Which is why the tax bill is widely projected to pass as it stands now. And though it is distasteful to many on the Left and the Right, it represents bipartisanship; usually chimerical and unsatisfying to the extremes. To the center, however, the compromise is relatively popular. It seems to enjoy broad support from the public, including large swathes of liberals and conservatives. A new Wall Street Journal/NBC News poll shows approximately 60% of the public approves of the tax bill compromise. The majority of self-identifying liberals and conservatives also approve, including 68% of Republicans. Bipartisanship has won the day.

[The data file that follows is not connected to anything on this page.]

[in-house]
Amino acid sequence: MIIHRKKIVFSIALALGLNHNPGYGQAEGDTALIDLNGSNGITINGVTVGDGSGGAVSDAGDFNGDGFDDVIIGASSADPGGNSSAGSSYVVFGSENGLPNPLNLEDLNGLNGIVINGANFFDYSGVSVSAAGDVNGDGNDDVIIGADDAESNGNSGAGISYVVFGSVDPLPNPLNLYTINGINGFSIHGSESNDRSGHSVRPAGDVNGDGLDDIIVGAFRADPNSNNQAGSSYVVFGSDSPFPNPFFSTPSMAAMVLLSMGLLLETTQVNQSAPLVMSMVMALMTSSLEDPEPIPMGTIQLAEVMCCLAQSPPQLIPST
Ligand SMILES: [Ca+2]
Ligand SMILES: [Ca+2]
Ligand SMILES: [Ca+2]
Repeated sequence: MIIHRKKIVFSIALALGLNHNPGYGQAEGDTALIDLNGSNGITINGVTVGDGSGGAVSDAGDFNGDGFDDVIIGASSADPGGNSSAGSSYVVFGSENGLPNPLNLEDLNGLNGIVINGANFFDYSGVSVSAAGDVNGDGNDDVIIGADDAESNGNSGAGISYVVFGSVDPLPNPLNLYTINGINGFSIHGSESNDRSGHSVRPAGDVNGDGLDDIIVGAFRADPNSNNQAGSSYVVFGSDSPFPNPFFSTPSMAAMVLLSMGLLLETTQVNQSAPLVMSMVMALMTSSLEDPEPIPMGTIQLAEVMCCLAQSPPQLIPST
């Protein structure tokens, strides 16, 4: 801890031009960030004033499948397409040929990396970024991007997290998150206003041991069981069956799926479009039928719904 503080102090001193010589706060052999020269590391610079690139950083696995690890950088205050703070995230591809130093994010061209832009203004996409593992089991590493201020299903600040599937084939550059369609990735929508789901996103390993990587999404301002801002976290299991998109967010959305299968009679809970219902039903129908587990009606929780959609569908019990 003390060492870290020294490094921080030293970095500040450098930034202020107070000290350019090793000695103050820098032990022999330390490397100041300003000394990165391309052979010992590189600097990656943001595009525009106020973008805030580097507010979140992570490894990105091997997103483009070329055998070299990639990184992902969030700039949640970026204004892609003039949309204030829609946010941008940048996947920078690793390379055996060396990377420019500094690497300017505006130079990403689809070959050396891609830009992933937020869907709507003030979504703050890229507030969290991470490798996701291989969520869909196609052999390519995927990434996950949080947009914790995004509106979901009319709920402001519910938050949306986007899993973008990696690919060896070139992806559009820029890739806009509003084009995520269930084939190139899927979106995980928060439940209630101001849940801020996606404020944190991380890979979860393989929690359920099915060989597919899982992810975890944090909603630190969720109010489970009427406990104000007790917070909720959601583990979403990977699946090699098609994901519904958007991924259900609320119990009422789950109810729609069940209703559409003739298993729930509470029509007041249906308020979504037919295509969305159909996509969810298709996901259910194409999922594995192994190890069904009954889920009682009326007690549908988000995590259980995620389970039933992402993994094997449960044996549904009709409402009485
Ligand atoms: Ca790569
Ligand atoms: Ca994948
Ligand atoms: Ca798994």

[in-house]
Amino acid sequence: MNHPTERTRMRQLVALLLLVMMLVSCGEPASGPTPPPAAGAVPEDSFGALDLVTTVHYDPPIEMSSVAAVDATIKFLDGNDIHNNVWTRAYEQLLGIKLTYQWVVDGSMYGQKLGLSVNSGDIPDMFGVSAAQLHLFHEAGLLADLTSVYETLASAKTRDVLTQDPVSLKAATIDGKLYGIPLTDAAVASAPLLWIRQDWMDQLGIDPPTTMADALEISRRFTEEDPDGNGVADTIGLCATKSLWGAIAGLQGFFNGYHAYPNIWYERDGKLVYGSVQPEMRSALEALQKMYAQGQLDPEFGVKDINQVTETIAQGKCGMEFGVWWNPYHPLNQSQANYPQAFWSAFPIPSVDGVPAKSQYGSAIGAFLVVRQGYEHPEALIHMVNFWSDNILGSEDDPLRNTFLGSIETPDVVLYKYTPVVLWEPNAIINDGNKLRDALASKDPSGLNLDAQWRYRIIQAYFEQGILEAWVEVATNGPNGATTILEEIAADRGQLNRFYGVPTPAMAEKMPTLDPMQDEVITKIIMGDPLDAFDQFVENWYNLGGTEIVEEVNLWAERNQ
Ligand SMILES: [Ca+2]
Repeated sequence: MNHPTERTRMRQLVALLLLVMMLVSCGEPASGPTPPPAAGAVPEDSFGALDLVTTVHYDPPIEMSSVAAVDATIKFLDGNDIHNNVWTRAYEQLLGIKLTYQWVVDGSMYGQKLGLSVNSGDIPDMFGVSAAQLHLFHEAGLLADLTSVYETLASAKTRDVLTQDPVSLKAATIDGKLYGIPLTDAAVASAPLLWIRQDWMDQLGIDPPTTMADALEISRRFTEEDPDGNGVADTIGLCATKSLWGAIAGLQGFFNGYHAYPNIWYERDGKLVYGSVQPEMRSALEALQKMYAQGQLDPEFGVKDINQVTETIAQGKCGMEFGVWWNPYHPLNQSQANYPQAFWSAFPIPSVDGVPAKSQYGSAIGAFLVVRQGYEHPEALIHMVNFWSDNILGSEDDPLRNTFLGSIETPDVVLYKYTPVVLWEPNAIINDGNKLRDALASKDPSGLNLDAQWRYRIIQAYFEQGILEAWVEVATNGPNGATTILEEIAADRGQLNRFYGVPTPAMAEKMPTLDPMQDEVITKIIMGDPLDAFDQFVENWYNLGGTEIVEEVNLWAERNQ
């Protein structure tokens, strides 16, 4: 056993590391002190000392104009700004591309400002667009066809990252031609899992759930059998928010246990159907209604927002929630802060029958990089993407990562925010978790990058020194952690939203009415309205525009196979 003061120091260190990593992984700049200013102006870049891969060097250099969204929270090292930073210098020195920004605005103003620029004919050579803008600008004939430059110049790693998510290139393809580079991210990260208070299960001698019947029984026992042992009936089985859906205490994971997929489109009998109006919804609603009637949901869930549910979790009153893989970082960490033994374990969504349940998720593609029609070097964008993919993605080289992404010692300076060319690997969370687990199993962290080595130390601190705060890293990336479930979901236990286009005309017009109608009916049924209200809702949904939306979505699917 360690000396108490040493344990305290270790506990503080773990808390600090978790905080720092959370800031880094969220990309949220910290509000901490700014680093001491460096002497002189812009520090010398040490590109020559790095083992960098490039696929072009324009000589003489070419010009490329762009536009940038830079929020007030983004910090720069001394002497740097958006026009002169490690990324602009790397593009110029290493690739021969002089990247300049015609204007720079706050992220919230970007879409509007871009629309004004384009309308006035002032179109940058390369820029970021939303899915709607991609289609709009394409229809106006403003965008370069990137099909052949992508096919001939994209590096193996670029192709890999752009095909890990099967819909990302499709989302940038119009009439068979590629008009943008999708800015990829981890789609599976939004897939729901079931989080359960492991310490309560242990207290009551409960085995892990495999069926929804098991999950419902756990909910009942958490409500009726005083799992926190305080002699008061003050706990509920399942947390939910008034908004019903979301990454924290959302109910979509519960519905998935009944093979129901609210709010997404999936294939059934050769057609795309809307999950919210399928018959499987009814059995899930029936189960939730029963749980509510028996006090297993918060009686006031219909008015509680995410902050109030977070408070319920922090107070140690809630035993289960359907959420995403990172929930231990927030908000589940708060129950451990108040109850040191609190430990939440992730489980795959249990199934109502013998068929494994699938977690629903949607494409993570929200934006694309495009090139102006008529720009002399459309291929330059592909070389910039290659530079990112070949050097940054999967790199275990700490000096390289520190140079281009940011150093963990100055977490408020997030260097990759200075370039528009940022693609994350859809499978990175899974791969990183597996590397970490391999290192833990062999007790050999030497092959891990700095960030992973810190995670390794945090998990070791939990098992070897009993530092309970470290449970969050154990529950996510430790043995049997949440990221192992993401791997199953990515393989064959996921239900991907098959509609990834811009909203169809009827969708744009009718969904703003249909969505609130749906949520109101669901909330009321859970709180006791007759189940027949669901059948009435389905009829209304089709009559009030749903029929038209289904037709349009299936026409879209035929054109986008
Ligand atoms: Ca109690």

There is even bipartisanship over the recognition of the fundamental problem of the bill. Opposition from both the Left and the Right centrally involves fear over the radically ballooning deficit. Echoing left-wing frustration, former Democratic National Committee chair Howard Dean recently told NPR’s Neal Conan that the federal deficit was more dangerous than al-Qaeda (in reference to the tax bill). Senators Jim DeMint (R-SC) and Tom Coburn (R-OK) vocally opposed the tax bill before it was passed, flaunting their conservative bone fides on the political talk show circuit. Many pundits, both liberal and conservative, have parroted the same. As the tax cut debate has escalated on the national stage, both parties have, in an interesting way, brought worries over the deficit and prodigal spending acutely into focus.